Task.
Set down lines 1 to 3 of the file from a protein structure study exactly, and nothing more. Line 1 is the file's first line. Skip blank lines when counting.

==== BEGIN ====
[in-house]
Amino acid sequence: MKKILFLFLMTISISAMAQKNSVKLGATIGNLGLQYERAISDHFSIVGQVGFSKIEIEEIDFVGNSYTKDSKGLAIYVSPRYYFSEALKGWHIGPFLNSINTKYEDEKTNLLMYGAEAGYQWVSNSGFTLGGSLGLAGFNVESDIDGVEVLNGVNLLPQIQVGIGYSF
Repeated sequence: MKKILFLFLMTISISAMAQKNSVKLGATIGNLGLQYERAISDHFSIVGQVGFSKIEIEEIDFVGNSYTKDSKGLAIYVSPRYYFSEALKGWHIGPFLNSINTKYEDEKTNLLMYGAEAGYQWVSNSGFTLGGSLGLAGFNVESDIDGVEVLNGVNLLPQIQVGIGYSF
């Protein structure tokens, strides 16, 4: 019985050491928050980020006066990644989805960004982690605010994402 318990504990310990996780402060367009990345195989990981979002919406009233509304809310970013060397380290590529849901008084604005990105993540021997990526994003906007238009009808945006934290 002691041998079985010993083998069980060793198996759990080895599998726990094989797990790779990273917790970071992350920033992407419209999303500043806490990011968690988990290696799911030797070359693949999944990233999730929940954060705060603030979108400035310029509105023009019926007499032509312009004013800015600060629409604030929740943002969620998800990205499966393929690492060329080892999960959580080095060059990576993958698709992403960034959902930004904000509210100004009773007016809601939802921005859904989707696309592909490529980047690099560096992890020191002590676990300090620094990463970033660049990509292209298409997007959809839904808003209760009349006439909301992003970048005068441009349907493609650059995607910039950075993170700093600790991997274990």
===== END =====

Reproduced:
[in-house]
Amino acid sequence: MKKILFLFLMTISISAMAQKNSVKLGATIGNLGLQYERAISDHFSIVGQVGFSKIEIEEIDFVGNSYTKDSKGLAIYVSPRYYFSEALKGWHIGPFLNSINTKYEDEKTNLLMYGAEAGYQWVSNSGFTLGGSLGLAGFNVESDIDGVEVLNGVNLLPQIQVGIGYSF
Repeated sequence: MKKILFLFLMTISISAMAQKNSVKLGATIGNLGLQYERAISDHFSIVGQVGFSKIEIEEIDFVGNSYTKDSKGLAIYVSPRYYFSEALKGWHIGPFLNSINTKYEDEKTNLLMYGAEAGYQWVSNSGFTLGGSLGLAGFNVESDIDGVEVLNGVNLLPQIQVGIGYSF